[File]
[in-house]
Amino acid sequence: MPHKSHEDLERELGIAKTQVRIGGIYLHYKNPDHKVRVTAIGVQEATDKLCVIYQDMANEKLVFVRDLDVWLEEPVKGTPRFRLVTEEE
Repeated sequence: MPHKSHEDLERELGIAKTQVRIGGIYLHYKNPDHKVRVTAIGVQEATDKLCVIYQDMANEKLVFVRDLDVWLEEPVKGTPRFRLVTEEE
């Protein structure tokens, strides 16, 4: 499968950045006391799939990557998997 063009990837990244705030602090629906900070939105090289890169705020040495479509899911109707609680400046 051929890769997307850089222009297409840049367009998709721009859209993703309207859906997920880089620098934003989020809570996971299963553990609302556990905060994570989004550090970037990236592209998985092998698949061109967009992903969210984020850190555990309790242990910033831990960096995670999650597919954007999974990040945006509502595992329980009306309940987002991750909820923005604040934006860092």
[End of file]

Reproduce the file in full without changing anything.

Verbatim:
[in-house]
Amino acid sequence: MPHKSHEDLERELGIAKTQVRIGGIYLHYKNPDHKVRVTAIGVQEATDKLCVIYQDMANEKLVFVRDLDVWLEEPVKGTPRFRLVTEEE
Repeated sequence: MPHKSHEDLERELGIAKTQVRIGGIYLHYKNPDHKVRVTAIGVQEATDKLCVIYQDMANEKLVFVRDLDVWLEEPVKGTPRFRLVTEEE
């Protein structure tokens, strides 16, 4: 499968950045006391799939990557998997 063009990837990244705030602090629906900070939105090289890169705020040495479509899911109707609680400046 051929890769997307850089222009297409840049367009998709721009859209993703309207859906997920880089620098934003989020809570996971299963553990609302556990905060994570989004550090970037990236592209998985092998698949061109967009992903969210984020850190555990309790242990910033831990960096995670999650597919954007999974990040945006509502595992329980009306309940987002991750909820923005604040934006860092």